Paragraphs 6.19 to 6.20 will be clarified with further elaboration of the cascading measures Banks need to undertake when identifying and verifying the identity of beneficial owners of legal persons and legal arrangements. For instance, when dealing with legal persons, Banks are to take reasonable measures to identify the natural person who ultimately owns the legal person. When dealing with trusts, Banks will need to identify the trustee (s), settlor, protector (where applicable), beneficiaries, and any natural person exercising ultimate ownership or control over the trust, as well as take reasonable measures to verify their identities. These additional legal due diligence obligations on the Banks will obviously have an impact on the private clients’ industry, specifically, those involved in advising on wealth management for ultra-high and high net worth individuals.
Paragraph 6.44 requires Banks to screen a customer, natural persons appointed to act on behalf of a customer, connected parties of a customer and beneficial owners of a customer against relevant money laundering and terrorism financing information sources, as well as lists and information provided by the MAS and any relevant authorities in Singapore for the purpose of determining if there are any ML/TF risks in relation to the customer and such other persons.
Proposed MAS 626A
Credit and charge cards in Singapore are mostly issued by the Banks, which are already subject to MAS 626. Traditionally, the focus of regulation on card issuers (whether Banks or otherwise) was on the control of spending i.e., to ensure that Singaporeans and Permanent Residents are discouraged from spending beyond their financial means.
MAS pointed out in the proposed MAS 626A that there are credit/charge card network providers that issue credit/charge cards directly and not through Banks (“Non-Bank Issuers”). Some examples of non-bank credit/charge cards include those issued by American Express and Diner’s Club. Non-Bank Issuers are regulated under the Banking (Credit Card and Charge Card) Regulations 2013 and notices and guidelines on technology risk management (e.g., the Technology Risk Management Guidelines published in June 2013) issued by the MAS. Card issuers are also subject to regulations issued by the MAS to financial institutions on international sanctions. Non-Bank Issuers were previously regarded as less exposed to ML/TF risks relative to other financial sub-sectors in Singapore, as payments to Non-Bank Issuers are typically conducted through a customer’s bank account which is already covered by existing AML/CFT measures and as such, it was then viewed that there was no need for bespoke AML/CFT regulations on Non-Bank Issuers.
However, the MAS notes that the card-issuing sub-sector as a whole is considered by international bodies to warrant closer scrutiny in light of the emerging typologies that involve the abuse of credit/charge cards for ML. MAS, therefore, sees the need to introduce MAS 626A as part of its continuous update to the AML/CFT regime in Singapore.
Most of the provisions in the proposed MAS 626A are similar to that in MAS 626, save for certain provisions in MAS 626 which are specific to Banks and not applicable to Non-Bank Issuers.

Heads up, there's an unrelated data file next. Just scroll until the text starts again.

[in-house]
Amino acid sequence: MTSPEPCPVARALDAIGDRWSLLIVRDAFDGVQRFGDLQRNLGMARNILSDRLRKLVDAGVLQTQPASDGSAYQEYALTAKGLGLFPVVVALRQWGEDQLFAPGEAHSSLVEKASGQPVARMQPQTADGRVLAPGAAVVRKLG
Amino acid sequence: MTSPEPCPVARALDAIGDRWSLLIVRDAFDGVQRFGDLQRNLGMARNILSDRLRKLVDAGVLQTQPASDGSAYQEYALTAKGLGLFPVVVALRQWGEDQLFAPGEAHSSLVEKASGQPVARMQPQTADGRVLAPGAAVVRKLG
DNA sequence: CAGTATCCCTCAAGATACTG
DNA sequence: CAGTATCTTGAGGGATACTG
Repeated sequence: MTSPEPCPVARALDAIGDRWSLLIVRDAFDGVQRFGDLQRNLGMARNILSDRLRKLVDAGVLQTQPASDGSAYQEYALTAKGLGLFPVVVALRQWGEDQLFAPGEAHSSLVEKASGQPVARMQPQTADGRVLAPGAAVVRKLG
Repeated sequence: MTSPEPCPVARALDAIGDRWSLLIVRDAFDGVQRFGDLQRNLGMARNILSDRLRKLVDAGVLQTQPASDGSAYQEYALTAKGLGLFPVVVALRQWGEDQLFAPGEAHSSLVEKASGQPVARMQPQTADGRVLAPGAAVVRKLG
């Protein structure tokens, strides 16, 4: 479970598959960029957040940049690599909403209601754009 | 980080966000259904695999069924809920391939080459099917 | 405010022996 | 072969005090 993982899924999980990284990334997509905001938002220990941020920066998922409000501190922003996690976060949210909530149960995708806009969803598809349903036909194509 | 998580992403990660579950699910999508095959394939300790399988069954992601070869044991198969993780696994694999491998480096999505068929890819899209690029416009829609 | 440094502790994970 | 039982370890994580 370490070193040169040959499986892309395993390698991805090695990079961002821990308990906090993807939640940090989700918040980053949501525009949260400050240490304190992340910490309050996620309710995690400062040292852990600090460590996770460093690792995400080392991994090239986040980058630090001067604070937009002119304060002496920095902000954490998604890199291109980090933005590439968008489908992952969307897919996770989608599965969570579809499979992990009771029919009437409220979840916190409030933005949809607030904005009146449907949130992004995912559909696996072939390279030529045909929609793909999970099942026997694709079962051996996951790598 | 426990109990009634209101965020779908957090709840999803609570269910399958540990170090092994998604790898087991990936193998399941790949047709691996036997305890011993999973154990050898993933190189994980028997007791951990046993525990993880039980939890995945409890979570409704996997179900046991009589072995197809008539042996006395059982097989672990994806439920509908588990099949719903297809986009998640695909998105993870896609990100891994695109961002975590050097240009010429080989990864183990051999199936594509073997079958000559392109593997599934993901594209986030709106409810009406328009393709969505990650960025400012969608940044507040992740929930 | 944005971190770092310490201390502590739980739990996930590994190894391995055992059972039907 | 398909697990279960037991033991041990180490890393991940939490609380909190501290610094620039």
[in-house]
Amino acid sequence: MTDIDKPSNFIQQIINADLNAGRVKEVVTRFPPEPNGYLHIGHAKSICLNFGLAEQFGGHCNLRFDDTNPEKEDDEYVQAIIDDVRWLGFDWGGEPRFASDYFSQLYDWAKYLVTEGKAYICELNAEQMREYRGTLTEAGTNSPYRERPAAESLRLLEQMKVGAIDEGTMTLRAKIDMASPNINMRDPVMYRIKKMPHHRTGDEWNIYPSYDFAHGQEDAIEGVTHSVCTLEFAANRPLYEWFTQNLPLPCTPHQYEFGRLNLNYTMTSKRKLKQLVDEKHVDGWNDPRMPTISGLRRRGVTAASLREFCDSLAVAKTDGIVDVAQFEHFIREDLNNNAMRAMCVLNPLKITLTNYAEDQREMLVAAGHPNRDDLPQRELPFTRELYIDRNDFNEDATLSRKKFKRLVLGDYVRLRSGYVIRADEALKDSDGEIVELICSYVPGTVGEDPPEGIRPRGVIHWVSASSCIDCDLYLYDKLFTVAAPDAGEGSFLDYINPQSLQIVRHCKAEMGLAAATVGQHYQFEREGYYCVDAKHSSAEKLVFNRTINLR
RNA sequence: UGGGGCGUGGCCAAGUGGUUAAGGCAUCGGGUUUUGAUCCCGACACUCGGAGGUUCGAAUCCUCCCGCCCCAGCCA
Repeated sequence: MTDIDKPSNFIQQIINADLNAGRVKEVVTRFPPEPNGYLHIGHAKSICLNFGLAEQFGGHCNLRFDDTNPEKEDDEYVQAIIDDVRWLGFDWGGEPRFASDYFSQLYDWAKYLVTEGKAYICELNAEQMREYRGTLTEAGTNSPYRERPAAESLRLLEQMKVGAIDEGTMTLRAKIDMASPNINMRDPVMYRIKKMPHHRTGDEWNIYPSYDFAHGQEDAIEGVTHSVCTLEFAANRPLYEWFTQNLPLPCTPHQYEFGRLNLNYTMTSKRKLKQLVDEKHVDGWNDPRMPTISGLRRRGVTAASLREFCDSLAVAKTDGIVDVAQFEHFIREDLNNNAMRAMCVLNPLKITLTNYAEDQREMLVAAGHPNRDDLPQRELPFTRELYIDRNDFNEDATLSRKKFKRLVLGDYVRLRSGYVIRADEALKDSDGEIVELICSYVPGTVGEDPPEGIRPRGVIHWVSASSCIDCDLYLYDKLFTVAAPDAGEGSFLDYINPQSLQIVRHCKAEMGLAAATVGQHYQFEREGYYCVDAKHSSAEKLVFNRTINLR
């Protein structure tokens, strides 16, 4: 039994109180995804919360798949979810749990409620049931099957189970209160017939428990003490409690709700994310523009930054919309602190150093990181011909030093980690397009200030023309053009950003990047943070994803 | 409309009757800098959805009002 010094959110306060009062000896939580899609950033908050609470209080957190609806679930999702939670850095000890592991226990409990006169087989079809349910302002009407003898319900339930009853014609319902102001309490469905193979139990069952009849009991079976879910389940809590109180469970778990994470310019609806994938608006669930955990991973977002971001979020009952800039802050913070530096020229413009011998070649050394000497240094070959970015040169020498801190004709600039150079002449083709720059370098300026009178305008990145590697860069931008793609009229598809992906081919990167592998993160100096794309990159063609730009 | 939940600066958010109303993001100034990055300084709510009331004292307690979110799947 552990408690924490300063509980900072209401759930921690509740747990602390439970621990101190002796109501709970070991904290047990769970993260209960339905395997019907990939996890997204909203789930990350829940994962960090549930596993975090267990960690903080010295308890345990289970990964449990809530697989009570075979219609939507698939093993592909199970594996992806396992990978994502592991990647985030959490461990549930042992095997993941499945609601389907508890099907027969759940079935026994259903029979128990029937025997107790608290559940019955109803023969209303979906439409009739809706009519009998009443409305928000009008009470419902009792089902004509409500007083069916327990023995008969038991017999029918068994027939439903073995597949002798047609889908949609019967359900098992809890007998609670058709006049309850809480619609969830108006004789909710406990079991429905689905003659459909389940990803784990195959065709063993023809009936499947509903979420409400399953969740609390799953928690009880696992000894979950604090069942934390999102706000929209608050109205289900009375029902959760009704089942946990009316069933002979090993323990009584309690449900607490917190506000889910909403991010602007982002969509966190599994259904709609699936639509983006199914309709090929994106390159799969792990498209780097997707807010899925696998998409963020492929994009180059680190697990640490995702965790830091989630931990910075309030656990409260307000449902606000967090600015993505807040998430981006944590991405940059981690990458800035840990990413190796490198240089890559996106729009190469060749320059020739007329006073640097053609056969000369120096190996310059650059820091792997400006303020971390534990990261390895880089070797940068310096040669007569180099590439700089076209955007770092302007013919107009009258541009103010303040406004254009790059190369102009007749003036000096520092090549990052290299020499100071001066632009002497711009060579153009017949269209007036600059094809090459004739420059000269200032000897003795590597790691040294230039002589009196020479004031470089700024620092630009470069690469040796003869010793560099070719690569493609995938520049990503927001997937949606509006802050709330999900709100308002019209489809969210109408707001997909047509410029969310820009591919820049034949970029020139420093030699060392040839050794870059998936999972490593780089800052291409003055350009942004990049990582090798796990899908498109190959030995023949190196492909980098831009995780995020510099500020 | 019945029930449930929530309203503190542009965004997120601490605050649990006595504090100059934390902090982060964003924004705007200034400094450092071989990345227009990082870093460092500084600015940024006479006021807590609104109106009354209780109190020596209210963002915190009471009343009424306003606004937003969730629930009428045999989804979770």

Members of the financial industry in Singapore should be cognizant of the trends of ML/TF and the critical need for them to keep abreast of the AML/CFT regime in Singapore and around the world. Not only will AML/CFT affect the legality of business transactions with customers, the AML/CFT regime will also result in changes in the internal processes of, and an increase in the compliance costs in, Banks and Non-Bank Issuers.
Under Section 27B(2) of the MAS Act, a financial institution (including a Bank) which fails or refuses to comply with any direction issued by the MAS such as MAS 626 and MAS 626A shall be guilty of an offence and shall be liable on conviction to a fine not exceeding S$1 million, and in the case of a continuing offence, to a further fine of S$100,000.00 for every day during which the offence continues after conviction.
View the proposed amendments here:
Disclaimer: This update is provided to you for general information and should not be relied upon as legal advice.
CNPLaw’s Banking and Finance Lawyer
In addition to Li Fei’s experience in acting for banks on varied transactions and in general corporate law, he also helps individuals in estate planning, including the legal aspects of wealth management, advising on and setting up trusts and off-shore structures to secure their future and the future of their families. For 2020, Li Fei is recommended by The Legal 500 Asia Pacific for the Financial Services Regulatory practice.
The lawyers from the Banking & Finance Practice Group (BFPG) have always taken pride in providing a comprehensive range of banking and finance services to our clients, including domestic and foreign international banks, other financial institutions as well as non-bank lenders and borrowers, and foreign legal firms acting for parties outside Singapore.
Our banking & finance practice covers the whole spectrum of domestic and international banking & financing work, including restructurings, financings and financial institutions advisory work. We can draw upon a broad base of partners, senior, mid-level and junior associates, all with strong and varied banking & finance product line and country experience.
Our reach is further widened and enhanced by our ability to draw upon the resources of our network of correspondent firms in the region and globally.